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The online retailer says it overordered last fall to avoid supply chain issues, but that backfired amid low demand

Aterian (NASDAQ:ATER) executives this week outlined the company’s take on performance over the next few quarters, and while light on earnings guidance, they confirmed slowing demand and rising inventory as COVID-19-related overstocking and unusually high inflation bite.

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Q2 2022 hedge fund letters, conferences and more

Qualivian Investment Partners July 2022 Performance Update

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Yaniv Zion Sarig, Co-Founder, President, CEO & Chairman and Arturo Rodriguez, Chief Financial Officer, answered analyst questions on an Aug. 8 conference call with analysts after it reported earnings.

Aterian’s Quarterly Results

The company said before the call that it lost $16.3 million in its second quarter, or 26 cents per share excluding charges. Including nonrecurring costs, the loss per share was 17 cents. Aterian reported $58.3 in revenue in the second quarter.

Aterian operates a software program that uses data analytics and machine learning to consumers’ buying habits. Put simply, Aterian identifies products with high search interest on online marketplaces, like Amazon’s marketplace, and then markets the items through acquisitions and licensing partnerships with manufacturers.

Addressing issues affecting the quarterly results, they explained that demand is weakening while prices rise. That’s a tough row to hoe, as shipping costs are a large part of operating expenses and one that drew analysts’ attention.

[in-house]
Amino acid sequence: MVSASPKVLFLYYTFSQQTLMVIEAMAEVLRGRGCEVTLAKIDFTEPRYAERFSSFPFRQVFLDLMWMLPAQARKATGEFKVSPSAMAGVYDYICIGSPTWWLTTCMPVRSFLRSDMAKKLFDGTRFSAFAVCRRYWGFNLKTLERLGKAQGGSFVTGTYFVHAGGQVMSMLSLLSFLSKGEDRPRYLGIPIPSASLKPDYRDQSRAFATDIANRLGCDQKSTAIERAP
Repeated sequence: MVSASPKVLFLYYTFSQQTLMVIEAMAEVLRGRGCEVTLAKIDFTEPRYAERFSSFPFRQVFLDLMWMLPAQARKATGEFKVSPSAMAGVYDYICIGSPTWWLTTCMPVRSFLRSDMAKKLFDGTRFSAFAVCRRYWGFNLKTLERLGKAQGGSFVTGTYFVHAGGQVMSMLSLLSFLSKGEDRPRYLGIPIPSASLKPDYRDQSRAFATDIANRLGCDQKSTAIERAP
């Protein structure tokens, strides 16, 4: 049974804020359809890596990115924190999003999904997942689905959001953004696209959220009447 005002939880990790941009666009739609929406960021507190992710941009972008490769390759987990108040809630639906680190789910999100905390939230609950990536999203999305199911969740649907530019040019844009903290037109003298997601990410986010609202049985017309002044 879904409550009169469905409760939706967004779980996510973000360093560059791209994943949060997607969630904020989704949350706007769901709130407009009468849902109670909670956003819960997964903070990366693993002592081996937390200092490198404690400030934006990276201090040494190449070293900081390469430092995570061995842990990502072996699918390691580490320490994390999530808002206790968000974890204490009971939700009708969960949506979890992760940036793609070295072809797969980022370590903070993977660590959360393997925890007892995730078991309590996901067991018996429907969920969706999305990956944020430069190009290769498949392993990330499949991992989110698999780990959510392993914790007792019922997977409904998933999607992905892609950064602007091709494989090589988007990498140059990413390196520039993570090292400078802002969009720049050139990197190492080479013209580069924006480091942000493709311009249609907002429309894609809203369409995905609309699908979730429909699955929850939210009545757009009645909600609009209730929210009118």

Responding to a question about shipping costs and how they correlated with larger, harder-to-ship items the company primarily sells, Sarig noted increased costs for all package sizes.

“Demand is down across the board, which means that even smaller items are affected to some extent,” Sarig told analysts. “We see the data pretty clearly. Demand is down across multiple categories in a way that is affecting all products.” 

That’s got Aterian and online retailers, including Amazon (NASDAQ:AMZN), scrambling to blow out excess inventory, which often leads to discounting, not something good for profits.

He noted that he sometimes gets a sense of desperation among rivals when he notices prices he knows to indicate a vendor rushing for the door. 

“Those are the places our team has to pay close attention to ensure that we don’t react the wrong way,” the CEO said. “So I think a combination of general inflation plus higher prices is causing a little bit more weakness than we would expect,

Aterian, like several rivals, needs to grow to compete; it can do that organically, raising capital to build new units or facilities or buy them. Aterian has made nine acquisitions during its existence. Sarig didn’t mention any prospective deals either and said recent economic uncertainty and soaring shipping costs had shelved any near-term M&A plans.

“We think of M&A as a big part of our growth in the future,” the CEO told analysts. But, he added, “it’s something that we haven’t put a date on.”

Regarding inventory, the executives acknowledged that Russia’s Ukraine invasion and four-decade high inflation derailed its strategic inventory purchases in September-October last year, trying to avoid supply chain issues. The company had about $75 million in inventory at the end of June.

“I would love to see that go down for sure. I don’t think we’re pointing to an exact number. I think if that was $10 million or $15 million lower, that’d be great. I think that would be awesome,” Sarig said. “Hopefully, the world doesn’t have any more black-swan type of surprises for us ahead.”

Article by Greg Morcroft, Fintel

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